In the early 1990s, pricier, more polished-looking cards hit the market. The industry started to cater almost exclusively to what Beckett's associate publisher described to me as "the hard-core collector," an "older male, 25 to 54, with discretionary income." That's marketing speak for the Comic Book Guy from The Simpsons. Manufacturers multiplied prices, overwhelmed the market with scores of different sets, and tantalized buyers with rare, autographed, gold-foil-slathered cards. Baseball cards were no longer mementos of your favorite players—they were elaborate doubloons that happened to have ballplayers on them. I eventually left the hobby because it was getting too complicated and expensive. Plus, I hit puberty.
It's easy to blame card companies and "the hard-core collector" for spoiling our fun. But I'll admit that even before the proliferation of pricey insert cards, I was buying plastic, UV-ray-protectant cases for my collection. Our parents, who lost a small fortune when their parents threw out all those Mantles and Koufaxes, made sure we didn't put our Griffeys and Ripkens in our bicycle spokes or try washing them in the bathtub. Not only did that ensure our overproduced cards would never become valuable, it turned us into little investors. It was only rational, then, for the card companies to start treating us like little investors. The next wave of expensive, hologram-studded cards didn't ruin collecting for us—we were already getting too old for the game. It ruined baseball cards for the next generation of kids, who shunned Upper Deck and bought cheap Pokémon and Magic cards instead.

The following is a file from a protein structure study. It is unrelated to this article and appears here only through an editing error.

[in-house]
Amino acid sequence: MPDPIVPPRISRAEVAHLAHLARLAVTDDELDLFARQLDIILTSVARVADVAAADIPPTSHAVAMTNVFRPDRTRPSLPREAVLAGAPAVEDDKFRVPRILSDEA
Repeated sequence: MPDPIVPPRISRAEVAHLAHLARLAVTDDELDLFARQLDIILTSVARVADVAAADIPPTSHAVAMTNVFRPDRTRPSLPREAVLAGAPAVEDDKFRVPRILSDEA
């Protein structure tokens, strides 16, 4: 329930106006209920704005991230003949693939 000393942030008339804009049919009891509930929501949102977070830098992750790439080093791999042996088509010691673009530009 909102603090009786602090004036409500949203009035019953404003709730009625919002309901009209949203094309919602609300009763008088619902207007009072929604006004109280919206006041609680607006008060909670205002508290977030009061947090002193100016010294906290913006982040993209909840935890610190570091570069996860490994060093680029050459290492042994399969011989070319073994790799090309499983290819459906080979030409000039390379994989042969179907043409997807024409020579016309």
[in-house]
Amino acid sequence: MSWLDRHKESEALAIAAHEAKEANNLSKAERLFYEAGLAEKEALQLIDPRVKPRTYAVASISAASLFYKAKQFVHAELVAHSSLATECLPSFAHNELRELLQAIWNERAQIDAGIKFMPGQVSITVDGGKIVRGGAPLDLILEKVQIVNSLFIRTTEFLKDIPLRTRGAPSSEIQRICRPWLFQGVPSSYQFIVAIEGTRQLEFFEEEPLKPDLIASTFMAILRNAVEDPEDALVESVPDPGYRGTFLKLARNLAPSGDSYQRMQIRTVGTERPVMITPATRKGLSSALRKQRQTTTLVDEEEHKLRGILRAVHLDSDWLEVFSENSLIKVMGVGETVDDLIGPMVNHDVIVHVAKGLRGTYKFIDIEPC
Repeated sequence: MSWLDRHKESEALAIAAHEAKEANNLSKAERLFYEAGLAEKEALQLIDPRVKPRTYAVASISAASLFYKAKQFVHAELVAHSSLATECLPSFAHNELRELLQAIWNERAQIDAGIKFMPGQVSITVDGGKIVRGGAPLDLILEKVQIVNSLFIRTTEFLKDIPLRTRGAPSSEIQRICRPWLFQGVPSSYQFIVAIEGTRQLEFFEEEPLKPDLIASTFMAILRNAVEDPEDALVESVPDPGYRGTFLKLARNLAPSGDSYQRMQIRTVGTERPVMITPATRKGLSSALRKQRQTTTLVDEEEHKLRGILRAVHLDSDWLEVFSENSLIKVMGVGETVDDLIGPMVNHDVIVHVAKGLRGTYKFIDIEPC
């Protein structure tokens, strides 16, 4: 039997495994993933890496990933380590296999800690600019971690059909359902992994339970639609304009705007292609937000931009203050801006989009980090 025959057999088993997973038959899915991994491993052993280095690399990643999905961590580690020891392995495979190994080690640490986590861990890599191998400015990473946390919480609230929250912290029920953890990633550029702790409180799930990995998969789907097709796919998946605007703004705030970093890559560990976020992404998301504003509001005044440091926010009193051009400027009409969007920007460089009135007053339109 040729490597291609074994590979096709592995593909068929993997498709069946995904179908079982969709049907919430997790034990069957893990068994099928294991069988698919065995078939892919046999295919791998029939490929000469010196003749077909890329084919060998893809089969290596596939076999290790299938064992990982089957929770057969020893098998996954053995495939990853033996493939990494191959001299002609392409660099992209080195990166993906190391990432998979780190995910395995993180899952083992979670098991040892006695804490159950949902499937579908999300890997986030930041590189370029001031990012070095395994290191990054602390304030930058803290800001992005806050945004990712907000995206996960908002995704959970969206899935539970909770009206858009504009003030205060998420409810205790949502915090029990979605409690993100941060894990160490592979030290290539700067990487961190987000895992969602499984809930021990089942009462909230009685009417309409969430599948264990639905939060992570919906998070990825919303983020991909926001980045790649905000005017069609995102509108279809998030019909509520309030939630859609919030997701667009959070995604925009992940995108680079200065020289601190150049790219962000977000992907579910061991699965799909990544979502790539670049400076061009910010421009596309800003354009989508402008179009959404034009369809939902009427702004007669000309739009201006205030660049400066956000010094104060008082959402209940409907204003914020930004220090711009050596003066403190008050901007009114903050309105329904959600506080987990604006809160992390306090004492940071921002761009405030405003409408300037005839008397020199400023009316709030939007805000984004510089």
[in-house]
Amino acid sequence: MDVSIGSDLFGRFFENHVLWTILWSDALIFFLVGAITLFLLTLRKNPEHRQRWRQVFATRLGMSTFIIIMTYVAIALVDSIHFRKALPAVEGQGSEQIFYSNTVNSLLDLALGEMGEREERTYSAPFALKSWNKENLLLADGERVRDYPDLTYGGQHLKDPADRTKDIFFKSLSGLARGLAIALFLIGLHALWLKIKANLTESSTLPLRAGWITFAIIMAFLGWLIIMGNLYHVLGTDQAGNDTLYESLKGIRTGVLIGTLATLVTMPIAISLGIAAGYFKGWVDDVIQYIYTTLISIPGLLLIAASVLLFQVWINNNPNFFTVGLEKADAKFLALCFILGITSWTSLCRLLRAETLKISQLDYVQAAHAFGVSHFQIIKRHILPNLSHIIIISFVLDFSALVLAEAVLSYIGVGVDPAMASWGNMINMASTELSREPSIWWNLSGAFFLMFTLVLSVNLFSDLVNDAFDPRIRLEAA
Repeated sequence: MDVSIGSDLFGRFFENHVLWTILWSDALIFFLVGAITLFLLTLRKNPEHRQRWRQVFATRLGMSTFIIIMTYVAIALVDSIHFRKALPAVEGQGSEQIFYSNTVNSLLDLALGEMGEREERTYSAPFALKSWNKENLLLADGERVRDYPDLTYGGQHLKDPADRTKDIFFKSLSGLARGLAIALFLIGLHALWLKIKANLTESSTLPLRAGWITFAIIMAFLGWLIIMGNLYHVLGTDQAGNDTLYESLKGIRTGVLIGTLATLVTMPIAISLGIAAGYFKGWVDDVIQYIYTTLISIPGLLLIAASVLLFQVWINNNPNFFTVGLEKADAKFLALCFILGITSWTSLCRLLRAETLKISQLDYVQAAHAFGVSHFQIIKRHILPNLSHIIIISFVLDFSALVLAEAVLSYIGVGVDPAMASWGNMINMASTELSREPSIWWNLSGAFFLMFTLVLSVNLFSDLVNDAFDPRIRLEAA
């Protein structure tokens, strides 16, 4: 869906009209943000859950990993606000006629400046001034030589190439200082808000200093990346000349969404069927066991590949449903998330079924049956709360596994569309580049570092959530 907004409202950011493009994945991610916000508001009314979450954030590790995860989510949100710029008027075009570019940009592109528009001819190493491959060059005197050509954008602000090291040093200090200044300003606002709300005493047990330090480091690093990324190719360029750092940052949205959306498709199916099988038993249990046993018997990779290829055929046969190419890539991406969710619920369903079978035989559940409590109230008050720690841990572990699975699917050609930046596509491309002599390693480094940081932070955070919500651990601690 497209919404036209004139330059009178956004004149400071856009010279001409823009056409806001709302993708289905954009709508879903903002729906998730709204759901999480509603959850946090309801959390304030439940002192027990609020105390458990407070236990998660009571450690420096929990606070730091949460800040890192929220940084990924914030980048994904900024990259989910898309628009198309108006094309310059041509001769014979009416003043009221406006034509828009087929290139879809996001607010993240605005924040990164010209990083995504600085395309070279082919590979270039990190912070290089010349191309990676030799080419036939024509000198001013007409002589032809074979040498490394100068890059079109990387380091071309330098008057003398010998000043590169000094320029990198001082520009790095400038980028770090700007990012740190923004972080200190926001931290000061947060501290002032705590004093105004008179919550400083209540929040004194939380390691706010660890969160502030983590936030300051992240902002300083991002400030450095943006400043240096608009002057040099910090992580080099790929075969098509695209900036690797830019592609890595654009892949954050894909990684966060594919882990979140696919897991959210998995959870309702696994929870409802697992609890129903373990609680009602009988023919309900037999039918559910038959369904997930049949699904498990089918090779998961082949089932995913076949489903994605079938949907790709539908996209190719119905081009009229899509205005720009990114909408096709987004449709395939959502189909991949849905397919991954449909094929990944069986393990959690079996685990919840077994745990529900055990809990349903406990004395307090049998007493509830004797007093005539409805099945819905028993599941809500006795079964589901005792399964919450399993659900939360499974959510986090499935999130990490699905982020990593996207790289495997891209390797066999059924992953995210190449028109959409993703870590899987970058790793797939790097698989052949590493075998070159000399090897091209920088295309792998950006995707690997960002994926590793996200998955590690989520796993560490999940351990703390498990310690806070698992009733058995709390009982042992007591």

Jul 26, 2006
Completely worthless now